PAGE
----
Generations are on the move—to the cities and the suburbs. Business Insider reports, “Compared with Gen Xers and baby boomers, a much larger share of millennials moved to cities in their young adulthood—and stayed longer.” They chose “craft-cocktail bars over picket fences, walkable commutes over two-car garages, SoulCycle over swimming pools.”
But now, with the higher costs of housing, millennials are leaving cities and “moving to the farthest reaches of the suburbs.” Business Insider says this is “turning millennials into the thing every generation swears they’ll never become: their suburban parents.” At the same time, “cities are getting younger, faster” because of Generation Z (those who aren’t living with their parents).
Apparently, Harvard’s Joint Center for Housing Studies, which researches housing issues, was surprised that instead of moving to nearby suburbs, they’re going to the “way out peripheral suburbs.”
A real estate agent told Business Insider this is called “drive till you qualify.” While some are finding these places more challenging to live in without the amenities they’re used to, Paul Stout, a millennial landscape-architecture student (check out his Talking Cities TikTok account), told Business Insider that, “There are a lot of places in the suburbs that could be really lovely to live if you could only put a grocery store or a coffee shop on the corner. I’m optimistic that you could actually make living walkable almost anywhere in the U.S., given the right package of zoning reform.”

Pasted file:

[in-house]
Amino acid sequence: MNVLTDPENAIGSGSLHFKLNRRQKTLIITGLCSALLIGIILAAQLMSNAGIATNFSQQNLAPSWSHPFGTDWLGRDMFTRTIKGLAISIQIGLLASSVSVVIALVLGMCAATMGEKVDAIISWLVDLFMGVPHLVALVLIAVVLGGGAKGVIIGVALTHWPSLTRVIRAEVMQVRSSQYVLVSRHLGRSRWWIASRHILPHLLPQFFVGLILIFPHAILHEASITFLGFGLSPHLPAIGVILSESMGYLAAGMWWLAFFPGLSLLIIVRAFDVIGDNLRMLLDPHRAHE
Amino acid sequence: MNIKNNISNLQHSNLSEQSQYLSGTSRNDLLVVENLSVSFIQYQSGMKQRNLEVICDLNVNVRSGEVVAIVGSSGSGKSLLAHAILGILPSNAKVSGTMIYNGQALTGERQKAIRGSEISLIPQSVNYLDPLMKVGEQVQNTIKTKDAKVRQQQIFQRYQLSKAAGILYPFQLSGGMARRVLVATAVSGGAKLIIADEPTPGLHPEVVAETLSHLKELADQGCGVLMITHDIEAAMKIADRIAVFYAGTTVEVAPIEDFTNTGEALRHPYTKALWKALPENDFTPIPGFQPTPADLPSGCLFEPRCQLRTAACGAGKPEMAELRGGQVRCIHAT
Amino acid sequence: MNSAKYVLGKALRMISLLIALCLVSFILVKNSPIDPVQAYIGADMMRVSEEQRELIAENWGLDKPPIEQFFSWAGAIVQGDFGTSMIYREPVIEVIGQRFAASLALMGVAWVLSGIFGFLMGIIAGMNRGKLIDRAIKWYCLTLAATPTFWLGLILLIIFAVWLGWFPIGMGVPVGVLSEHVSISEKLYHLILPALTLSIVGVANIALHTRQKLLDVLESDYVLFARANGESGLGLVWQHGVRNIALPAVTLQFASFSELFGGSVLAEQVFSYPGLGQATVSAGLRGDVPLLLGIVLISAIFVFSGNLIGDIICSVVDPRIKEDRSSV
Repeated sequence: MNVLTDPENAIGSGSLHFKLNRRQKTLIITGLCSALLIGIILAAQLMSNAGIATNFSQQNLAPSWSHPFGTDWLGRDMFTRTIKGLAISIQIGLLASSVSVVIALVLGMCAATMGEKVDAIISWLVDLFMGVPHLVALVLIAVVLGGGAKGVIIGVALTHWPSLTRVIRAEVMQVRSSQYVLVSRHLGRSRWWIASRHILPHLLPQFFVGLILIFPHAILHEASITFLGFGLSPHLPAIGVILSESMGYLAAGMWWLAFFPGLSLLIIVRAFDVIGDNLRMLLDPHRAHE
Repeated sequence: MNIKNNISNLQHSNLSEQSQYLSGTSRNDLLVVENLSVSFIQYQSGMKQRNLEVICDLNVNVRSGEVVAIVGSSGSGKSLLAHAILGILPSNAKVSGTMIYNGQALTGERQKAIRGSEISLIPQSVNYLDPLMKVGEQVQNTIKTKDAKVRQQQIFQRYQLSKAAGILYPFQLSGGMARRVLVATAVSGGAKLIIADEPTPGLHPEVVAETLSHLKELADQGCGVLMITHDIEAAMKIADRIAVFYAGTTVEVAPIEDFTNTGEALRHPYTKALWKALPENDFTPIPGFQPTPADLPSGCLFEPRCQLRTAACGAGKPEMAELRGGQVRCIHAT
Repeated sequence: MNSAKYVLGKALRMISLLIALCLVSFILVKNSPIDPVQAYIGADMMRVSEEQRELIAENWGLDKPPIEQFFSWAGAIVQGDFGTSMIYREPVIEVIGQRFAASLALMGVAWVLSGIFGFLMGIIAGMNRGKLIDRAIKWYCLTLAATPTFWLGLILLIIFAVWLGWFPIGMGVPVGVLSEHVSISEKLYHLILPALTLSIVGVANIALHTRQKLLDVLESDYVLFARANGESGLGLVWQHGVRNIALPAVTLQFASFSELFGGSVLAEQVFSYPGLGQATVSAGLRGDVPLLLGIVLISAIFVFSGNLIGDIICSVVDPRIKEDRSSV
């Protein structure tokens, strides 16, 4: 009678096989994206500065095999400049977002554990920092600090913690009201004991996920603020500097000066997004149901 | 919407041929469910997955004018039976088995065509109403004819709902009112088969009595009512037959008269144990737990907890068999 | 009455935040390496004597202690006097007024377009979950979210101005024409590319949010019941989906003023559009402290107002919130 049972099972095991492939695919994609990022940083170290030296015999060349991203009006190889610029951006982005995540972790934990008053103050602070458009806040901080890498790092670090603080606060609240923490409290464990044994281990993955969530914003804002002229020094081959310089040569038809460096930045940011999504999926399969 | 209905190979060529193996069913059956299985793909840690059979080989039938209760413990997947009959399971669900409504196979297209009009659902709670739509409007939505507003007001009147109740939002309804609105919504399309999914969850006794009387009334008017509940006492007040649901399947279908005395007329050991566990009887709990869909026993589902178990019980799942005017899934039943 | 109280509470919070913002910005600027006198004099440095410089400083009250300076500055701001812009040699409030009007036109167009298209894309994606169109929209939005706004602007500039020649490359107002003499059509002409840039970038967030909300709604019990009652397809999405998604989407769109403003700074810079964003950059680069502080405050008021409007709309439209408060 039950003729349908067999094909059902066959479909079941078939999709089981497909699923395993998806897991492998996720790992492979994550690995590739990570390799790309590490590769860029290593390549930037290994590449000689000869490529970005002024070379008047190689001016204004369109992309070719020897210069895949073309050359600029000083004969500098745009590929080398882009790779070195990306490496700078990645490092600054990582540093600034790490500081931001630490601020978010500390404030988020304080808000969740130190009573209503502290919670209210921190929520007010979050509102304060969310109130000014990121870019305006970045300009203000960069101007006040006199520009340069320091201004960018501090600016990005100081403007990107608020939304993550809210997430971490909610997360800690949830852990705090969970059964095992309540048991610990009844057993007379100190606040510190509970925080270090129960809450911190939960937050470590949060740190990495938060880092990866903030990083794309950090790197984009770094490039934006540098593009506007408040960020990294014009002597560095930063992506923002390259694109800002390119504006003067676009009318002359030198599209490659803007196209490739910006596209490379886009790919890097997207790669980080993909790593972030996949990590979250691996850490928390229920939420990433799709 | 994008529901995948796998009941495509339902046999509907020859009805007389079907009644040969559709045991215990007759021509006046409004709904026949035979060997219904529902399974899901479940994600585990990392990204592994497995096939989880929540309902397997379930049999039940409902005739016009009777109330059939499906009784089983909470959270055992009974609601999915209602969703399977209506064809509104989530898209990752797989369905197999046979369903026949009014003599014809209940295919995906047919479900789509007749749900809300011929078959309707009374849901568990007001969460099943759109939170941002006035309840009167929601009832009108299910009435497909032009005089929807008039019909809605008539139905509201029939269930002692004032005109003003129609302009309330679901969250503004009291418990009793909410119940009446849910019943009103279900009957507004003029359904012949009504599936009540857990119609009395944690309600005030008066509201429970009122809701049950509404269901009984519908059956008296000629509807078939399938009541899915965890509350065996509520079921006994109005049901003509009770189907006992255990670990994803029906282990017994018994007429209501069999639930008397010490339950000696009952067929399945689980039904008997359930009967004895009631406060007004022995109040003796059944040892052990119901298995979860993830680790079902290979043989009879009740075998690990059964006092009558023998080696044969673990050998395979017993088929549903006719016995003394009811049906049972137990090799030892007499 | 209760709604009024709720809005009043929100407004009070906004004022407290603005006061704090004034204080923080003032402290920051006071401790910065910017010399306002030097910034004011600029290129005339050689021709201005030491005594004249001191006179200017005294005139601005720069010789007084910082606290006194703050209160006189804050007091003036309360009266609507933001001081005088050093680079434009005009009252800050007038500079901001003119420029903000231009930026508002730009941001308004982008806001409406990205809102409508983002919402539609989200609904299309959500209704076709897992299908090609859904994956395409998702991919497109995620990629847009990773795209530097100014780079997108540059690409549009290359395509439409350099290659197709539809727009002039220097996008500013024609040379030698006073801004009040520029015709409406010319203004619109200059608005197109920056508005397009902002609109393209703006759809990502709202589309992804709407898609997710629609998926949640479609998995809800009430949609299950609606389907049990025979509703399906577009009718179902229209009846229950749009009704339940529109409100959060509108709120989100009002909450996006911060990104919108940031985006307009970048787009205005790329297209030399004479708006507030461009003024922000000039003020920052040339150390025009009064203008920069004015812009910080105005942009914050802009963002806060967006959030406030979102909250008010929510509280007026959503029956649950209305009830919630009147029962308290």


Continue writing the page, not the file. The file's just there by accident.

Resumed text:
Stout is right. My parents moved to such a place—a “far out” suburb. Our house was in a new neighborhood constructed on a former potato farm, and the closest grocery store was “in town” about 20 minutes away (and my mom didn’t drive then). The land next to our neighborhood was still a working potato farm.
But with people come businesses. And great entrepreneurial opportunities. These new residents need and want shops and restaurants, the unusual and the mundane.
My hometown in the boonies was Melville, New York, located in the Town of Huntington on Long Island. When we moved there, they were still building the Long Island Expressway. But potato farms soon gave way to malls and shopping centers. It didn’t take long for that town in the boonies to become a typical suburb full of restaurants, stores, and office buildings. (Though I was really mad when they destroyed the local drive-in to build a hotel complex.)
If you can get to the boonies and build before the chains invade (and they will), you’ll have a great head start on entrepreneurial success.
Photo courtesy: CinemaTreasures.org